Resuming the cliffhanger: the breakdown of classical physics
Shift from the classical to the quantum paradigm
Light is in individual packets of energy whose size is keyed to the frequency of the light.
This is the solution to the blackbody problem: the mathematics of emission of quanta of light energy produces the well-behaved curve with a peak at a given color that we see for hot objects, whether the Sun, iron in a forge, or a light bulb filament
It is also the solution to the photoelectric effect: light of high enough frequency is needed for the individual light quanta to add enough energy to eject electrons. Apparently the atoms can only interact with these photon quanta one at a time; you cannot add multiple red photons to eject an electron, but rather you need a single blue one.
The spectra of the Sun (with absorption lines) and energized gases (like neon or sodium lamps, with emission lines) turned out to be compatible with this quantum theory as well. The structure of the atom itself must be quantized, and electrons must live in well-defined energy shells; when they move from one to another, they emit or absorb photons of a well-defined frequency. Quantum theory began to solve problems chemists did not necessarily even realize they had about, e.g., why chemical bonds tend toward exchanging or sharing electrons so as to reach the number 8 in the outer shell.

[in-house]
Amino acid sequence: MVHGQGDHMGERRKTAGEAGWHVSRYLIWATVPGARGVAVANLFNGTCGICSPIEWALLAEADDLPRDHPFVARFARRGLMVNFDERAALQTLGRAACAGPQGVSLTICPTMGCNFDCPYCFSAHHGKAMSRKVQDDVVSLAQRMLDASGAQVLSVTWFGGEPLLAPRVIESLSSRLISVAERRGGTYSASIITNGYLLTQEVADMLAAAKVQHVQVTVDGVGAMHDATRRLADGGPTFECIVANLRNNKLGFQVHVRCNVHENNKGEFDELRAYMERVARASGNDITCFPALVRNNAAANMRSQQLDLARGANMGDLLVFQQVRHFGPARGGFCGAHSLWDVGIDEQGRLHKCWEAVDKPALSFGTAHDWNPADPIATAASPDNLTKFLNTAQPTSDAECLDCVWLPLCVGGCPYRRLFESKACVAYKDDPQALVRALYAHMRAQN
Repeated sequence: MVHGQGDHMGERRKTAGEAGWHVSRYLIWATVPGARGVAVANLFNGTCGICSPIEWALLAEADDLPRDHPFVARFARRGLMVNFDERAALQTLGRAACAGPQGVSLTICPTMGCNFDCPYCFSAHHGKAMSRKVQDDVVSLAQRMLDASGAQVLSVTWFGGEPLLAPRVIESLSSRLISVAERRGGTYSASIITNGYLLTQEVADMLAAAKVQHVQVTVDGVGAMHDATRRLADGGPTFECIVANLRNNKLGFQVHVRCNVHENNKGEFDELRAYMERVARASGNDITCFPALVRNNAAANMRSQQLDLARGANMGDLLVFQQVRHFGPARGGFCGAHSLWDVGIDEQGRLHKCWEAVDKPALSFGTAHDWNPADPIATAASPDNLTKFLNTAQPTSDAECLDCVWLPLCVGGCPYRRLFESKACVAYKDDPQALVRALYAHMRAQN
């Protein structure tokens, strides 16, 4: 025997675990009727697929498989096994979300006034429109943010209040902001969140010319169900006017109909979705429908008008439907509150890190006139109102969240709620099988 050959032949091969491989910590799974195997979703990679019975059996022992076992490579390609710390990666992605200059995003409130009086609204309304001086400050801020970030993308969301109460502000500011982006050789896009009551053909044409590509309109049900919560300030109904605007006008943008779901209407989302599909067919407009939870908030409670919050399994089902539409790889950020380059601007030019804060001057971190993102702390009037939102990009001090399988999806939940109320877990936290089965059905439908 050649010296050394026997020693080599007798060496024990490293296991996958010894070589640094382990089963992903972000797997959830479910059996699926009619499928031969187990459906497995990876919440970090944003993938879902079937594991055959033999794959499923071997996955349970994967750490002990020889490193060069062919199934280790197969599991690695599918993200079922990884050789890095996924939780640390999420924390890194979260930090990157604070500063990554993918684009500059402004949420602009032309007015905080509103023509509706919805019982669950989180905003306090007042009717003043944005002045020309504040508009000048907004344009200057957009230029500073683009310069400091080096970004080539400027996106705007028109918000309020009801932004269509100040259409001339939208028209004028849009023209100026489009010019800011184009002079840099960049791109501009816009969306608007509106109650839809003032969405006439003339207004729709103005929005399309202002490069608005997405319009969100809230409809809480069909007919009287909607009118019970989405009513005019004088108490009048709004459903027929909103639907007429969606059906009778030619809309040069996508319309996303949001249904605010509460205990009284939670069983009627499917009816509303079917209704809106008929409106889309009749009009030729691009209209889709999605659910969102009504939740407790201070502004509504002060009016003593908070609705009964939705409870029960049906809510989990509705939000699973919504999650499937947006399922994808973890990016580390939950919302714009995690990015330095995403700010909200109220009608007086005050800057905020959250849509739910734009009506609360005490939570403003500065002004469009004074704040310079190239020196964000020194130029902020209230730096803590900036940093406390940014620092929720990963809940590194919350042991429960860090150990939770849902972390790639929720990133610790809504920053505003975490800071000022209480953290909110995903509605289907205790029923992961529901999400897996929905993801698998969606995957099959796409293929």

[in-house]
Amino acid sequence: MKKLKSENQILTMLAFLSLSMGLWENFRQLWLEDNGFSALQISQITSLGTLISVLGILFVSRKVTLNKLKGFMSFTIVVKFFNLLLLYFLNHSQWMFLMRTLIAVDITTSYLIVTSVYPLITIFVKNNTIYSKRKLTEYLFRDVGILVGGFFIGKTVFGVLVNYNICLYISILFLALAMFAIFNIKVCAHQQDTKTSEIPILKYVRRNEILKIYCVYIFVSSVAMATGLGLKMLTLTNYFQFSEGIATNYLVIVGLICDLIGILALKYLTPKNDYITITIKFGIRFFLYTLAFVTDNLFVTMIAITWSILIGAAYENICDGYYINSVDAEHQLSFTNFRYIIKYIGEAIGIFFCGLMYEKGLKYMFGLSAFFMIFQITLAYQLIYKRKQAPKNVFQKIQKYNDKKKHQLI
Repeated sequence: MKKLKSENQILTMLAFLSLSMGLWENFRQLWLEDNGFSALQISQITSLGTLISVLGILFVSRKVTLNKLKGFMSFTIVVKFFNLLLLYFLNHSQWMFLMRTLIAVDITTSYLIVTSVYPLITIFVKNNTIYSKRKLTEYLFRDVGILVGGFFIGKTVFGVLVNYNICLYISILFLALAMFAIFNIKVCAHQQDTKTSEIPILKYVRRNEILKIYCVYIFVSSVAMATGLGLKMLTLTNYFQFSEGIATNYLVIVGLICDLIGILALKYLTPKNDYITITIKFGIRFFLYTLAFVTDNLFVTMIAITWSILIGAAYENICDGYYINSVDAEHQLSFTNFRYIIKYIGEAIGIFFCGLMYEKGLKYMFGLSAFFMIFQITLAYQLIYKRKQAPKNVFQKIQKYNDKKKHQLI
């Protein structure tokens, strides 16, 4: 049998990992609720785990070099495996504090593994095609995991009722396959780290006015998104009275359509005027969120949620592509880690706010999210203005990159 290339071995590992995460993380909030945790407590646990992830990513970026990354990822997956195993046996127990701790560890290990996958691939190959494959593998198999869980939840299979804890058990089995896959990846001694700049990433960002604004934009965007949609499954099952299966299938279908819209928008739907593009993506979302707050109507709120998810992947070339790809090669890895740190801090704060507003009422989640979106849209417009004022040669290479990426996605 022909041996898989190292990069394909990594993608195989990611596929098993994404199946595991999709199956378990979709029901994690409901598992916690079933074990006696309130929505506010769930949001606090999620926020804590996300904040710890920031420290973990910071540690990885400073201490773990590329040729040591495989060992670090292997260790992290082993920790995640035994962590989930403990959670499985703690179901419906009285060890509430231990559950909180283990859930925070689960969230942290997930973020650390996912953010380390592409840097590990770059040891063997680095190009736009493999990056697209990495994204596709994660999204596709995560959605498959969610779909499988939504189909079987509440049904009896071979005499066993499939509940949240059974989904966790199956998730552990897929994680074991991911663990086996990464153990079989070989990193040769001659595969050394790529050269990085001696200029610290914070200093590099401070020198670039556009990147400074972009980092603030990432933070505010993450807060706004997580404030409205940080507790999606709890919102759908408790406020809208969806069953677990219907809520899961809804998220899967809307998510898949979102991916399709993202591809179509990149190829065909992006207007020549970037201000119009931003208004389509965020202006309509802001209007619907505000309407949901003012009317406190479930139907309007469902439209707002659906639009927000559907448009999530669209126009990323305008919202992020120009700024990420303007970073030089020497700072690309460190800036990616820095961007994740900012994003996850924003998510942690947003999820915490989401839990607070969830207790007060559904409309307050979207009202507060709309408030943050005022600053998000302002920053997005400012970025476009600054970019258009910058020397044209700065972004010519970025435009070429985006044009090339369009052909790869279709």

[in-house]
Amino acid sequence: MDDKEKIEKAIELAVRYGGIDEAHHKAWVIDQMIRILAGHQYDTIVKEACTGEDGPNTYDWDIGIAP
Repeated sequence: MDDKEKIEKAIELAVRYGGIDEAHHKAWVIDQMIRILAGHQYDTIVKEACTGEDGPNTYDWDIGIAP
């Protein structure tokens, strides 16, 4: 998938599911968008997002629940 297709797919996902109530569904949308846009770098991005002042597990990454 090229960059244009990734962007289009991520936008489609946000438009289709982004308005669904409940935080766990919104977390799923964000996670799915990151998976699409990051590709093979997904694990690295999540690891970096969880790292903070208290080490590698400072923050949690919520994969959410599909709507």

Still, even with all this evidence, as the saying went, “Science progresses funeral by funeral.” Many older scientists stayed in the old paradigm to the end of their careers, whether as recalcitrants who refused to even believe in the new paradigm, or perhaps more often as castaways adrift in the new sea, clinging to the old research programs they were comfortable with and hoping, implicitly, that their work would add up to something that would remain untouched in the new world order their students would inhabit.
Religion: why do people believe? Is it reasonable or just arbitrary?
Picture a craftsman in Corinth c. 50 AD/CE.
This guy named Paul shows up in the stall next to you and starts making tents. While he’s not making tents, he’s talking about this Jesus guy with these crazy claims that he’s been killed and then “rose from the dead,” whatever that means.
You don’t think too much of it until the day you watch him grab Alexander the cripple by the hand and he suddenly starts walking! You’ve seen this guy for 15 years sitting there begging…
Yet for all the miracles, do you change your beliefs?
It helps that Paul is talking about this Jesus as the Son of, not some Greek god few of you really believe in any more, but some transcendent God that sounds a lot more like Plato’s Form of the Good or Aristotle’s Prime Mover.
It helps a lot more that you see changes in yourself as you listen to Paul: the things you’ve done and the things you’ve suffered make more sense. You want the forgiveness and the joy that Paul says this Jesus brings.
All of which is to say, in both scientific paradigm shifts and religious conversions, it takes a convergence of falsified old predictions, verified new predictions, and the ability to fit things that still work from the old paradigm into the new paradigm for the paradigm shift to take place.